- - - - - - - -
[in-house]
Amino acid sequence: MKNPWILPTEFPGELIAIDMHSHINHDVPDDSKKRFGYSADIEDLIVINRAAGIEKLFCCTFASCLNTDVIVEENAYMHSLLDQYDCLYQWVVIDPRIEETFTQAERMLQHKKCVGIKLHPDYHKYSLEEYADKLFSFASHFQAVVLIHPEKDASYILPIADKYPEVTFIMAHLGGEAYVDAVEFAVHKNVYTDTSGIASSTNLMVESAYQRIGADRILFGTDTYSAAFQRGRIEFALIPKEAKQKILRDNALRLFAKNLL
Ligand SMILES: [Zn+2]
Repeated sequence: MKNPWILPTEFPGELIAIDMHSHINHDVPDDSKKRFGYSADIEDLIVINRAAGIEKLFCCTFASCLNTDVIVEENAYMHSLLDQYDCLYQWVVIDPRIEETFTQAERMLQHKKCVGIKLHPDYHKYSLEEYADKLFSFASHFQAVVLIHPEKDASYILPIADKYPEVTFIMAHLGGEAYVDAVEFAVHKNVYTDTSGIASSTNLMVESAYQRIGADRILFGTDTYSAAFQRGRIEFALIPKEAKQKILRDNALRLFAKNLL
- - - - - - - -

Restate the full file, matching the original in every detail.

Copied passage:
[in-house]
Amino acid sequence: MKNPWILPTEFPGELIAIDMHSHINHDVPDDSKKRFGYSADIEDLIVINRAAGIEKLFCCTFASCLNTDVIVEENAYMHSLLDQYDCLYQWVVIDPRIEETFTQAERMLQHKKCVGIKLHPDYHKYSLEEYADKLFSFASHFQAVVLIHPEKDASYILPIADKYPEVTFIMAHLGGEAYVDAVEFAVHKNVYTDTSGIASSTNLMVESAYQRIGADRILFGTDTYSAAFQRGRIEFALIPKEAKQKILRDNALRLFAKNLL
Ligand SMILES: [Zn+2]
Repeated sequence: MKNPWILPTEFPGELIAIDMHSHINHDVPDDSKKRFGYSADIEDLIVINRAAGIEKLFCCTFASCLNTDVIVEENAYMHSLLDQYDCLYQWVVIDPRIEETFTQAERMLQHKKCVGIKLHPDYHKYSLEEYADKLFSFASHFQAVVLIHPEKDASYILPIADKYPEVTFIMAHLGGEAYVDAVEFAVHKNVYTDTSGIASSTNLMVESAYQRIGADRILFGTDTYSAAFQRGRIEFALIPKEAKQKILRDNALRLFAKNLL